European Union as a whole.


I.2. Structure and contents

The Fifth Framework Programme consists of seven Specific Programmes, of which four are Thematic Programmes and three are Horizontal Programmes.
The Thematic Programmes are :
4. Quality of life and management of living resources
5. User-friendly information society
6. Competitive and sustainable growth
7. Energy, environment and sustainable development.

In line with the provisions set out in the EC Treaty, the widely ranging
Horizontal Programmes underpin and complement these Thematic Programmes.
The Horizontal Programmes are:
8. Confirming the international role of Community research
9. Promotion of innovation and encouragement of participation of small and medium-sized enterprises (SMEs)
10. Improving human research potential and the socio-economic knowledge base.

One essential new characteristic of the Fifth Framework Programme is the integrated, problem-solving approach. Integration is strengthened at three levels:
> By the key action concept in the Thematic Programmes. Key actions are major innovations of the Fifth Framework Programme. They will enable the many and varied aspects of the economic and social issues to be targeted, by integrating the entire spectrum of activities and disciplines needed to achieve the objectives.
1. By integration between Horizontal and Thematic Programmes objectives.

International co-operation

Participation by entities of third countries and international organisations will be possible in all Programmes in addition to opportunities for participating in the Horizontal Programme “Confirming the international role of Community research”. Conditions for participation, including possible financial arrangements, are specified in section III of this document. Box 1 describes the opportunities for bursaries for young researchers from developing countries.

Innovation and participation of SMEs

Measures encouraging SME participation in RTD activities will be carried out in all Thematic Programmes and the Innovation and SME programme.

Details on SME stimulation measures will be found in a special information brochure devoted to them. In addition, each Thematic

Programme will interface with the Horizontal Programme “Promotion of innovation and encouragement of SME participation” in order to develop awareness and help technology transfer and use of the results of the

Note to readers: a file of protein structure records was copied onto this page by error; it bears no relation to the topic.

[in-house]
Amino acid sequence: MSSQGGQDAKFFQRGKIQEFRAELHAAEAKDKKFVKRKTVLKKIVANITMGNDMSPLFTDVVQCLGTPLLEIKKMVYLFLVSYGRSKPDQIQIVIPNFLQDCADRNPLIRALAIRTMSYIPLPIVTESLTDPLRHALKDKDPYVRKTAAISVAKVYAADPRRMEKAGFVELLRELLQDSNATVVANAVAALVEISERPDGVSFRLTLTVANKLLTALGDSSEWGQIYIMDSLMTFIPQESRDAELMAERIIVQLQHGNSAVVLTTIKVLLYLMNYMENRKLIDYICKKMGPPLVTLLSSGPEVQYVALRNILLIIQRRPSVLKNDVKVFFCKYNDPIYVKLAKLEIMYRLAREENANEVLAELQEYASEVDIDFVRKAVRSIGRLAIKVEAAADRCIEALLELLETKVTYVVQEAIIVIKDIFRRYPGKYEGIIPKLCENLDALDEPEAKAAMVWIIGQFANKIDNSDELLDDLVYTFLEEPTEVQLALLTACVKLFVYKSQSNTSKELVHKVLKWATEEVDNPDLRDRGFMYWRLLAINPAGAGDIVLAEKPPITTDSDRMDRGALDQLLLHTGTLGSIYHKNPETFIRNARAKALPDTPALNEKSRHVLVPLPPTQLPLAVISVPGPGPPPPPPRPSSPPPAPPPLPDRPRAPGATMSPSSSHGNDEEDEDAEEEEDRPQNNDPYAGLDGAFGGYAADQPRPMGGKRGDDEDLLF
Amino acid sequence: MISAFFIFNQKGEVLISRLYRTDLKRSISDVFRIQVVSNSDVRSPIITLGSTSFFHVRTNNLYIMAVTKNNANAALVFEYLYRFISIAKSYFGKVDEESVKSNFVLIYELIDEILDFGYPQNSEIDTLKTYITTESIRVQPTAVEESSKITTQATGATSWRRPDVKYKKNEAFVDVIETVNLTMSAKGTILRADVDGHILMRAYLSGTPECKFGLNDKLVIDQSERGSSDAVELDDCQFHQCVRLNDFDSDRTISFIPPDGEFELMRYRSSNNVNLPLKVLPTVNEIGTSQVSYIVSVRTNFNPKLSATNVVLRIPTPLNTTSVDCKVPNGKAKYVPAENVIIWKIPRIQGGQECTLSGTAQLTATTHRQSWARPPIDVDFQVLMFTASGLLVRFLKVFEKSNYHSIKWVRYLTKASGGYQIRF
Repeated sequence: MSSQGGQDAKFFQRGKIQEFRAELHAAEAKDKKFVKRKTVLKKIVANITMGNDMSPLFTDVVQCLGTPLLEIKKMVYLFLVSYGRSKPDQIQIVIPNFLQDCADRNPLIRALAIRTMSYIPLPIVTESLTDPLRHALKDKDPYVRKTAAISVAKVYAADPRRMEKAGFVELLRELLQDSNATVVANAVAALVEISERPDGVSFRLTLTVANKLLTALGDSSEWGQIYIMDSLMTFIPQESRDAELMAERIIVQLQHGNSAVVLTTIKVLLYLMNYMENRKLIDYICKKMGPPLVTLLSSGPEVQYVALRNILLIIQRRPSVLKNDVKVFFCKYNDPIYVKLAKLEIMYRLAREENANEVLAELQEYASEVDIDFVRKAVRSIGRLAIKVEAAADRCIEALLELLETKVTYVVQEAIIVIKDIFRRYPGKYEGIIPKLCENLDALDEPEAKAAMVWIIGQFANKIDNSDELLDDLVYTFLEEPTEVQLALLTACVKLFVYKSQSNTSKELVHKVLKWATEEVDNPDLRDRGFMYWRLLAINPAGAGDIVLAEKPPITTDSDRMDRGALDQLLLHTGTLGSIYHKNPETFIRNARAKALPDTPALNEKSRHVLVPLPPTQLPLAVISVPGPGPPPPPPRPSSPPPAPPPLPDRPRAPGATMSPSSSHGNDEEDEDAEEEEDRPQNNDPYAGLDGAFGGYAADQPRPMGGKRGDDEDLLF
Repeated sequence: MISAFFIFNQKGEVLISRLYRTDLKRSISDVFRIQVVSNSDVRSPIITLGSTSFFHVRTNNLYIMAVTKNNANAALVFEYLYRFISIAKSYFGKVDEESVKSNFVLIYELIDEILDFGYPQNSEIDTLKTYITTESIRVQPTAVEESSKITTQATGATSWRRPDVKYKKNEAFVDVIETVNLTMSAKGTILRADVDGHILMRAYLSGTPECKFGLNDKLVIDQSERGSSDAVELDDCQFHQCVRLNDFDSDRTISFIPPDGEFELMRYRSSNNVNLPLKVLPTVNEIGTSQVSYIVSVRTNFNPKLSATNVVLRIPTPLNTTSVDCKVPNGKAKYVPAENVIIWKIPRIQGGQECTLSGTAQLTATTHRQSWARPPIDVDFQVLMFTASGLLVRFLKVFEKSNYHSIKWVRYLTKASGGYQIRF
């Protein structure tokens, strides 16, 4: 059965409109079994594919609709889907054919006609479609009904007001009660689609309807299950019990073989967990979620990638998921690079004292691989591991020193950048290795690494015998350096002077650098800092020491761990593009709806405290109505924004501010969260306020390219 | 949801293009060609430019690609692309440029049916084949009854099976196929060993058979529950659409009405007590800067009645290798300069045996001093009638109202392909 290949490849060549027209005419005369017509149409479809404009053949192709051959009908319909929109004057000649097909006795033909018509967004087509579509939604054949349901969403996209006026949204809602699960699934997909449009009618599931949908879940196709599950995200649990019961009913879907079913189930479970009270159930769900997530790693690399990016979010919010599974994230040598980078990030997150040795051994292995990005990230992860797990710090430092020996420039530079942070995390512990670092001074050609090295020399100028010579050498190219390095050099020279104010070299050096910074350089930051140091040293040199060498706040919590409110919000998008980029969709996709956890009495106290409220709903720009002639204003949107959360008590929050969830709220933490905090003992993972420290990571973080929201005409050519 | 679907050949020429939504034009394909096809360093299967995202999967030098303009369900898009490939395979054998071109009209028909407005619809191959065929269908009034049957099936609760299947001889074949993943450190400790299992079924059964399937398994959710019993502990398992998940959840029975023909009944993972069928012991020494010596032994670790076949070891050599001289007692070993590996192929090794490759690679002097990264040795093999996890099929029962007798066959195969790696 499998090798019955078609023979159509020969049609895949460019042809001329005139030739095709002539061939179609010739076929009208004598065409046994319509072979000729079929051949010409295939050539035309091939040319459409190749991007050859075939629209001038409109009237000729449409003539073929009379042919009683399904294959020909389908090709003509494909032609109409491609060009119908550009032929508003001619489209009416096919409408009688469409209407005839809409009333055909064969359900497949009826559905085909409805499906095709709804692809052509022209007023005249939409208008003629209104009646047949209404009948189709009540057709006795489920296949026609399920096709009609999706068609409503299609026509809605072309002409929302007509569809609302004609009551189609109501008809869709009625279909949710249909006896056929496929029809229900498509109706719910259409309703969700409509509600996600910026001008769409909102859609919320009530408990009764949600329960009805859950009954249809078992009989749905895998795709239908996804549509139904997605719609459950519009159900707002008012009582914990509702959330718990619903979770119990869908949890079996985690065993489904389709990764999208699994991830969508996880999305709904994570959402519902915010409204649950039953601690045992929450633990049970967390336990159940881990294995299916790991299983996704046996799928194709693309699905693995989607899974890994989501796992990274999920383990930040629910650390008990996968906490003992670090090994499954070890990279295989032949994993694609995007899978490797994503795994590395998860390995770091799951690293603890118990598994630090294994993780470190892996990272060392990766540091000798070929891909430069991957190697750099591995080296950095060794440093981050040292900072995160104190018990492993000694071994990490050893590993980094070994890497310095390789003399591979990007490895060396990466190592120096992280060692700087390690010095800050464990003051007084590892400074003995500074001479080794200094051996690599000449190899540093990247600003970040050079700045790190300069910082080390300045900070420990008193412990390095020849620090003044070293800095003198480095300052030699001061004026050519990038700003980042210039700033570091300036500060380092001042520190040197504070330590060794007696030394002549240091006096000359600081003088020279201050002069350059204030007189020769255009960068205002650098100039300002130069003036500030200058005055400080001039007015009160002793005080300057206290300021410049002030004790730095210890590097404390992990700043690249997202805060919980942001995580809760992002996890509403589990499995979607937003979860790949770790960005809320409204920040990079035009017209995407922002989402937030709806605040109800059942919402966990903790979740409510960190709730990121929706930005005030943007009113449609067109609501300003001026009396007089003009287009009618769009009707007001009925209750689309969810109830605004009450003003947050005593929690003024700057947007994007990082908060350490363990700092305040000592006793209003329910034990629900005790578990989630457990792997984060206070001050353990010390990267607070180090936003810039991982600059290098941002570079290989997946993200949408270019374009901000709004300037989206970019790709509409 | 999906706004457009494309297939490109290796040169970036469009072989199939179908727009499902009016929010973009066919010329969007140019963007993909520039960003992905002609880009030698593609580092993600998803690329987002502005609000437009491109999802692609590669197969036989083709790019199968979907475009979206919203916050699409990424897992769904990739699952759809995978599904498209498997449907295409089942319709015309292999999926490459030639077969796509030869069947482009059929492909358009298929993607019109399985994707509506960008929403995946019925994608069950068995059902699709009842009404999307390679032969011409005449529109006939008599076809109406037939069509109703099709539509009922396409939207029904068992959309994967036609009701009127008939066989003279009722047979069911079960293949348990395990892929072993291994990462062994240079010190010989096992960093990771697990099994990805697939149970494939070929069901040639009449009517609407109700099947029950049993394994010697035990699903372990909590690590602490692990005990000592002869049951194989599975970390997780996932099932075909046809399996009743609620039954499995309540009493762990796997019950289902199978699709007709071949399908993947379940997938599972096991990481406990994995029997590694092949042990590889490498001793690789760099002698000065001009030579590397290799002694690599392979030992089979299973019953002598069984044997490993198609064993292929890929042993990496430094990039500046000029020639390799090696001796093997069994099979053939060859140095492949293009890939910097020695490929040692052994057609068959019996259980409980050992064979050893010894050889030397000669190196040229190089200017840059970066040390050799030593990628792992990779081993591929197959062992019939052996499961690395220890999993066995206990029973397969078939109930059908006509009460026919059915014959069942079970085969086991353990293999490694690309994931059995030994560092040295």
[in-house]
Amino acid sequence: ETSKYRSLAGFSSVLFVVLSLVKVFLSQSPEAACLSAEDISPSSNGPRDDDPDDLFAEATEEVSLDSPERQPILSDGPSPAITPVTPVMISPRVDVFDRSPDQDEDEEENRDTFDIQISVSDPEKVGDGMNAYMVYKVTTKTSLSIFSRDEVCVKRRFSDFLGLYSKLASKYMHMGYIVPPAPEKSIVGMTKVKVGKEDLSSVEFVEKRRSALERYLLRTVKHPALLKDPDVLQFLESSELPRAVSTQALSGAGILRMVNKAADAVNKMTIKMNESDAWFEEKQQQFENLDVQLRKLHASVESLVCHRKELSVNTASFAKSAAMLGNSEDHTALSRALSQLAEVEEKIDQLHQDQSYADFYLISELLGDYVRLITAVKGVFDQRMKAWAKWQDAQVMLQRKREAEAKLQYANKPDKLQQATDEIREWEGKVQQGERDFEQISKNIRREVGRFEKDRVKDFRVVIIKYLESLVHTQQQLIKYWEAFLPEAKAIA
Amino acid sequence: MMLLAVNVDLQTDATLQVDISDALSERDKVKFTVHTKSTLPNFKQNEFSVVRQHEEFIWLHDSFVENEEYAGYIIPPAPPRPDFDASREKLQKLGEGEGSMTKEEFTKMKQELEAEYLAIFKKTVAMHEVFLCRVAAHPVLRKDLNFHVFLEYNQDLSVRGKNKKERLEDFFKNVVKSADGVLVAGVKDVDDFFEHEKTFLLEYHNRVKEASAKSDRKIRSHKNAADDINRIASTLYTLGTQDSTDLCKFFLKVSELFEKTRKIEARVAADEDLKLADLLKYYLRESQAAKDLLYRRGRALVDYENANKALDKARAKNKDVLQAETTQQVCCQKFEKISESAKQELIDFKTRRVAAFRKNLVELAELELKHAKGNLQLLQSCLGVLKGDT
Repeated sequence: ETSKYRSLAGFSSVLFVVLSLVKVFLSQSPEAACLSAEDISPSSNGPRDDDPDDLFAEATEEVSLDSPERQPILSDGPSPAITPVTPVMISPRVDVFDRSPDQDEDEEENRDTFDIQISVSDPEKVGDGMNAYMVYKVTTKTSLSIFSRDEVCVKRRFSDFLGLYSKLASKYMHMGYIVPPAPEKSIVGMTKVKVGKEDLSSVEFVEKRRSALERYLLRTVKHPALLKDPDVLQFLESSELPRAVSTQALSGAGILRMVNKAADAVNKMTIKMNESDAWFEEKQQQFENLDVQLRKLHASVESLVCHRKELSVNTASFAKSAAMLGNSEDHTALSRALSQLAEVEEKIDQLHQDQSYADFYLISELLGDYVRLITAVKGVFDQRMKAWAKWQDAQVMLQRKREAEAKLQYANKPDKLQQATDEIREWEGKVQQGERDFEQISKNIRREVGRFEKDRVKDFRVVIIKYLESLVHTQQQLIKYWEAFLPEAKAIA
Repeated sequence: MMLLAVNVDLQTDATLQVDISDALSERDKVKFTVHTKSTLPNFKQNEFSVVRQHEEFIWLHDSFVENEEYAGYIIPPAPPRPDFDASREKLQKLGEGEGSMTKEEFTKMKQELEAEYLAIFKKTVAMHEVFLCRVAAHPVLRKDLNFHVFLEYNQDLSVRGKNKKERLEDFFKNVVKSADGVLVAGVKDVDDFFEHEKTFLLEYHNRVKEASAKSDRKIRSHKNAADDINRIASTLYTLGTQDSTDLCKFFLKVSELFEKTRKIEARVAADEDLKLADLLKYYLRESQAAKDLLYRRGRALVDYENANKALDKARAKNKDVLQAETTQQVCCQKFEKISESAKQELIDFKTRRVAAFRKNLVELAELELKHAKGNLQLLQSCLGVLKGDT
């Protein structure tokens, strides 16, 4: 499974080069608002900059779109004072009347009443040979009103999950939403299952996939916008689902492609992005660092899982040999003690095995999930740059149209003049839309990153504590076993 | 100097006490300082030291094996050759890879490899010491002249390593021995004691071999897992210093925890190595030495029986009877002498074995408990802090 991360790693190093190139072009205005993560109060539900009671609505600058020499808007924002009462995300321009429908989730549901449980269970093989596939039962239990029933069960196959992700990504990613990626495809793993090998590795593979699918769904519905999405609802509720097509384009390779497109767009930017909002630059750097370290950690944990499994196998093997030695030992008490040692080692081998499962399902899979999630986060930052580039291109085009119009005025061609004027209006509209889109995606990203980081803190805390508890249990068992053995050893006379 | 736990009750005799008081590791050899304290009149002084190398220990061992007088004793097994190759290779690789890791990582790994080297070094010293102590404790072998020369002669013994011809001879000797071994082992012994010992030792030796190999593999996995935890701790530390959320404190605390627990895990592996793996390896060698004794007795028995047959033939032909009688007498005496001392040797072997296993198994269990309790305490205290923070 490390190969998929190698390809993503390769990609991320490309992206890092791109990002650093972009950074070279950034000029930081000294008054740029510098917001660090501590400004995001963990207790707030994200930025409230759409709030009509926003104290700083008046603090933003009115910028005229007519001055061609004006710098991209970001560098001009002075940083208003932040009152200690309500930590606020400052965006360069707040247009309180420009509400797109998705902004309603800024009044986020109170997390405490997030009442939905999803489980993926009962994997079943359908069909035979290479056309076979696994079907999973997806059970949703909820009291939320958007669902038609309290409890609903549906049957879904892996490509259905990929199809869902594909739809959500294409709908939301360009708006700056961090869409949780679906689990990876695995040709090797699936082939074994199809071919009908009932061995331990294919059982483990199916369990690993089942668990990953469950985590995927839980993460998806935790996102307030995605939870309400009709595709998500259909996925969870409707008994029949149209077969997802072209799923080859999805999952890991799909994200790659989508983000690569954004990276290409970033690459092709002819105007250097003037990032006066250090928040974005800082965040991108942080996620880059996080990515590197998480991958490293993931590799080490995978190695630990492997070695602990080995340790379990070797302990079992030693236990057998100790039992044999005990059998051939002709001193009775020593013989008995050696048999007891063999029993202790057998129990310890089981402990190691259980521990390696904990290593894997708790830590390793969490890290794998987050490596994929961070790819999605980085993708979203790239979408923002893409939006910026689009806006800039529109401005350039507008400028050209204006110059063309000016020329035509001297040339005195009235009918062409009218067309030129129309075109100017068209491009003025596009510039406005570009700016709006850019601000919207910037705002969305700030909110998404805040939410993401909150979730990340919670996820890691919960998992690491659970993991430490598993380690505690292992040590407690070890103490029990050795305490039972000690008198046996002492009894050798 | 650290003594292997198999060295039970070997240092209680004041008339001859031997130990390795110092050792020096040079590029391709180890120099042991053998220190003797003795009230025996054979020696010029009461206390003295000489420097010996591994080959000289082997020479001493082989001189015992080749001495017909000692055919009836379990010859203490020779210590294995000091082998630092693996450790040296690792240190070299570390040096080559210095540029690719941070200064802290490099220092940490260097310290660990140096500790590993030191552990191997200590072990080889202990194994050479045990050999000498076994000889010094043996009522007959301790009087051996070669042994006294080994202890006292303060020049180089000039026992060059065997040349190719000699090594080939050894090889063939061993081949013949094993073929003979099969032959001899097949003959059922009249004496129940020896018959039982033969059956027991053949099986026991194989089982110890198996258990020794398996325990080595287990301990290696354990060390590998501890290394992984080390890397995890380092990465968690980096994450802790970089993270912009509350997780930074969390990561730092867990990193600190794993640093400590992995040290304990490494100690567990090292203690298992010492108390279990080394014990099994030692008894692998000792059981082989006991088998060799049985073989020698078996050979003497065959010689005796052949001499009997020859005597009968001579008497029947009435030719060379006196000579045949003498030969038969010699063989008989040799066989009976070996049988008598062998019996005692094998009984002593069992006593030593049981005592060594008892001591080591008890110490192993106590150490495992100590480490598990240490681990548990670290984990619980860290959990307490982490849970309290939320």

Thematic Programme.

Socio-economic and training aspects

Socio-economic research can be funded by both the Thematic Programmes and by the key action on “Improving the socio-economic knowledge base” of the Horizontal Programme “Improving the human research potential and the socio-economic knowledge base”. Socio-economic research is present in the Thematic Programmes as an integral part of the technological research activities. Training opportunities for researchers are assured through the Marie Curie system of fellowships that can be implemented by

Thematic Programmes as well as by other specific training activities in the Human Potential Programme. The fellowships system is described schematically in Box 2.
By integration between Thematic Programmes. Complementary and synergistic interactions will be ensured in implementing the Programmes.

I.3. Implementation


I.3.1. Work Programme

A Work Programme has been drawn up for each Specific Programme, describing the specific activities and the various research areas. The Work Programme will be revised regularly with the assistance of Advisory Groups of independent experts to ensure its continued relevance in the light of evolving needs and developments. Potential proposers should therefore ensure they are consulting the current version of the work programme when planning a proposal. The Work Programme appearing at the Specific Programme
Web site is always the current version.
The Work Programme includes an indicative timetable or “roadmap”, which indicates which parts of the Work Programme will be opened, by calls for proposals, and deadline(s) involved. This provides a means of focusing attention on areas or sub-areas, thereby optimising opportunities for launching collaborative projects and establishing thematic networks.
The Commission will manage the Specific Programmes to ensure that links in thematic content between the programmes are exploited in a synergistic way.
This may occasionally require joint or synchronised calls for proposals.
Where necessary, co-ordination measures such as these will be indicated in the announcement of the calls for proposals, and in the Work Programme.

I.3.2. Types of actions supported

The Community will contribute financially to the RTD[ii] activities, carried out under the Specific Programmes implemented within the Fifth
Framework Programme. The general rules[iii] are as follows:

(a) Shared-cost actions

Research and technological development (R&D) projects[iv] – projects obtaining new knowledge intended to develop or improve products, processes or services and/or to meet the needs of Community policies (financial participation: 50 % of total eligible costs4,[v]).
Demonstration projects4 – projects designed to prove the viability of new technologies offering potential economic advantage but which cannot be commercialised directly (financial participation: 35 % of total eligible costs5).
Combined R&D and demonstration projects4– projects combining the above elements (financial participation: 35 to 50 % of total eligible costs4,5).
Support for access to research infrastructures – (only implemented under